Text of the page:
Thinking of the future

It is rather unsurprising that free FutureCare has not worked out.  We simply don’t have the money for such an elaborate initiative.  Means tested is the way to go and it requires examination of not only cash but also equity.  In today’s Royal Gazette interesting comments were made about some of our seniors.

Claudette Flemming, Age Concern’s director, said: "It is a legitimate question, should those that can afford to pay for private care get FutureCare? But then the question is how do you determine who can afford it?"

With 25 percent of seniors living off $30,000 or less there are many incidents of seniors being land rich but cash poor, she said. (emphasis added)

Sorry, but land rich and cash poor?  Is Ms. Flemming implying that these individuals should or should not be eligible?  Quite unfortunately there are ‘land rich’ seniors out there who live in big multi bedroom homes alone.  Should government be stepping in to give them hand outs because they are ‘cash poor’ but happen to be sitting on a mountain of equity?  This while young Bermudians face greater taxation as debts are run up?  The same young Bermudians who struggle to afford even meager hopes of accommodation yet are preached to about how they’re unwilling to sacrifice?

Certainly there are alternatives such as selling their land/homes for more reasonable accommodations or taking out reverse mortgages such that they could tap into their equity and afford better care?  Certainly, seniors deserve good care.  However, what we risk is that Bermuda pumps so much money into flawed initiatives like ‘FutureCare’ that when today’s youth get into power and wake up to how much debt we have to cover, things will change very quickly.  Today’s leading generations are going wild on the spending, ratcheting up debt.  Who will pay off this debt?  If you’re senior now or are approaching that age perhaps it is time to start asking the questions of what happens when the younger generations get into power and how we’ll react when we realize that you’ve stuck us with this much debt?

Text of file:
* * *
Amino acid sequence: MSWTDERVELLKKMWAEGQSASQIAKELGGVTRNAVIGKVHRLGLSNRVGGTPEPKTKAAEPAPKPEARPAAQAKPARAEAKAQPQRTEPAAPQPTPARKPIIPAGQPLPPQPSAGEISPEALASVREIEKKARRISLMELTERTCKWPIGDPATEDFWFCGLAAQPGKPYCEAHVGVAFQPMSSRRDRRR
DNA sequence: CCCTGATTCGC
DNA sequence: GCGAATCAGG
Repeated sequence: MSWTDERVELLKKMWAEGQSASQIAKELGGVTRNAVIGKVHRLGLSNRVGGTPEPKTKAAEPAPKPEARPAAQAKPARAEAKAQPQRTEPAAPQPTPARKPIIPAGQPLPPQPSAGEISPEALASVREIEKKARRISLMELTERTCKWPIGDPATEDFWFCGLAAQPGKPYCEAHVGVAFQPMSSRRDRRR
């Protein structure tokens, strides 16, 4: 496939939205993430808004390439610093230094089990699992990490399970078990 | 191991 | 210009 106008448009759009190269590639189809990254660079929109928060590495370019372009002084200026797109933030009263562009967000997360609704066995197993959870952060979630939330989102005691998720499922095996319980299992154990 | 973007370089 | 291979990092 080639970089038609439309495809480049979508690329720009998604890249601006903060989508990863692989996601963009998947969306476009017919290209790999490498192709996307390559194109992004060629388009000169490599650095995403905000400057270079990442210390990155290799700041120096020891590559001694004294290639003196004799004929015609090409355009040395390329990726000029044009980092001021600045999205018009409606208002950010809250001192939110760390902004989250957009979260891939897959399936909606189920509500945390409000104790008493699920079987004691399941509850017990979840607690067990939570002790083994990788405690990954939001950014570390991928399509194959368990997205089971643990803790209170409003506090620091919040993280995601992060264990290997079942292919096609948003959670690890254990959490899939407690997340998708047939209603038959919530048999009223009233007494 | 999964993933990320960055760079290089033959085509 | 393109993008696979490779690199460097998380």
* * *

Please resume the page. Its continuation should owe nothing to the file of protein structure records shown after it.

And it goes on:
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2 thoughts on “Thinking of the future

  1. How are we means testing? Based on income/net worth or based on health risk? Should a smoker be excluded but a non-smoker not?
    It’s an interesting topic. Politically it’s also not what was promised which was free health care for seniors. Sort of like the bus passes.
    But I guess this is what you get when you validate an incredibly un-serious election campaign.

  2. Sadly, this just smells of a Govt trying to do something that is right in principle, but (as always) not thought through in sufficient detail.
    I cannot believe – at this stage – that they are having the issues they are having. Incredible.
    I also have to presume in the light of this, that they have totally ignored their own Statistics Dept when looking at the future.
    One of the difficulties here, as in much of the world, is that whilst the number of taxpayers diminishes, the number of none taxpayers increases. The Government’s measure of this is called the Dependency Ratio.
    Looking at those numbers shows that it goes out of whack. The Old Age Dependency Ratio for 2000 was 19.2%. The view for 2030 is that it will rise to 44.8%.
    Breaking that down a little further, the Black Bermudian Ratio of 16.9% in 2000 will increase to 44.5% by 2030; a move described in the Report as ‘soaring’.
    Where do they think the money is going to come from – now and in the future?
    A classic case of opening mouth before engaging brain.

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